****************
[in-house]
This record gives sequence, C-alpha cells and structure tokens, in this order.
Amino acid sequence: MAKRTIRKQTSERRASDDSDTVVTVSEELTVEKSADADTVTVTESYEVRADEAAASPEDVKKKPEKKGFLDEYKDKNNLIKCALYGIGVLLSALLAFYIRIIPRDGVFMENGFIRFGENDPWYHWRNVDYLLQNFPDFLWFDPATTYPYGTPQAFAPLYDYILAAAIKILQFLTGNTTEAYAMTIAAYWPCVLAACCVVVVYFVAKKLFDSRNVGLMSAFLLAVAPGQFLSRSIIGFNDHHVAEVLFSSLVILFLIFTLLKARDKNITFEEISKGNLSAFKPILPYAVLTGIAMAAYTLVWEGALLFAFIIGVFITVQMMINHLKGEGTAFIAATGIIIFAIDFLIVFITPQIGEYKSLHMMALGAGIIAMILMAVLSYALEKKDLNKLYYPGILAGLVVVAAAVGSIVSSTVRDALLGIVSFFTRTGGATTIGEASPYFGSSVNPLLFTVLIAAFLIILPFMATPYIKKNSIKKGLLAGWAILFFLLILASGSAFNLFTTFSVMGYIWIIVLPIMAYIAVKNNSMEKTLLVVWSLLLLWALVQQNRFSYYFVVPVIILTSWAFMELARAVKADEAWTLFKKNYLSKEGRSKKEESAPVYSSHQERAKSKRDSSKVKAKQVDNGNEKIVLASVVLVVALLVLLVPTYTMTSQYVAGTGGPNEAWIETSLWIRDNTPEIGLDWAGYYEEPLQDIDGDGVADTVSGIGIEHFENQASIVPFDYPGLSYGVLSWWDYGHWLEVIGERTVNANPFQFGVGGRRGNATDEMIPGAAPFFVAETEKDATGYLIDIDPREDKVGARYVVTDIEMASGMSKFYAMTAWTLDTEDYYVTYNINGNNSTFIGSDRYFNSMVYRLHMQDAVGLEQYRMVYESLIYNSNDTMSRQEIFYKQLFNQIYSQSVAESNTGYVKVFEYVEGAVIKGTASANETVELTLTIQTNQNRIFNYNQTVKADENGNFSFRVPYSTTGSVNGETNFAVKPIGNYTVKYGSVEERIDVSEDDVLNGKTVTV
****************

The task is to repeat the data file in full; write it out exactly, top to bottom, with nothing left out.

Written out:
[in-house]
This record gives sequence, C-alpha cells and structure tokens, in this order.
Amino acid sequence: MAKRTIRKQTSERRASDDSDTVVTVSEELTVEKSADADTVTVTESYEVRADEAAASPEDVKKKPEKKGFLDEYKDKNNLIKCALYGIGVLLSALLAFYIRIIPRDGVFMENGFIRFGENDPWYHWRNVDYLLQNFPDFLWFDPATTYPYGTPQAFAPLYDYILAAAIKILQFLTGNTTEAYAMTIAAYWPCVLAACCVVVVYFVAKKLFDSRNVGLMSAFLLAVAPGQFLSRSIIGFNDHHVAEVLFSSLVILFLIFTLLKARDKNITFEEISKGNLSAFKPILPYAVLTGIAMAAYTLVWEGALLFAFIIGVFITVQMMINHLKGEGTAFIAATGIIIFAIDFLIVFITPQIGEYKSLHMMALGAGIIAMILMAVLSYALEKKDLNKLYYPGILAGLVVVAAAVGSIVSSTVRDALLGIVSFFTRTGGATTIGEASPYFGSSVNPLLFTVLIAAFLIILPFMATPYIKKNSIKKGLLAGWAILFFLLILASGSAFNLFTTFSVMGYIWIIVLPIMAYIAVKNNSMEKTLLVVWSLLLLWALVQQNRFSYYFVVPVIILTSWAFMELARAVKADEAWTLFKKNYLSKEGRSKKEESAPVYSSHQERAKSKRDSSKVKAKQVDNGNEKIVLASVVLVVALLVLLVPTYTMTSQYVAGTGGPNEAWIETSLWIRDNTPEIGLDWAGYYEEPLQDIDGDGVADTVSGIGIEHFENQASIVPFDYPGLSYGVLSWWDYGHWLEVIGERTVNANPFQFGVGGRRGNATDEMIPGAAPFFVAETEKDATGYLIDIDPREDKVGARYVVTDIEMASGMSKFYAMTAWTLDTEDYYVTYNINGNNSTFIGSDRYFNSMVYRLHMQDAVGLEQYRMVYESLIYNSNDTMSRQEIFYKQLFNQIYSQSVAESNTGYVKVFEYVEGAVIKGTASANETVELTLTIQTNQNRIFNYNQTVKADENGNFSFRVPYSTTGSVNGETNFAVKPIGNYTVKYGSVEERIDVSEDDVLNGKTVTV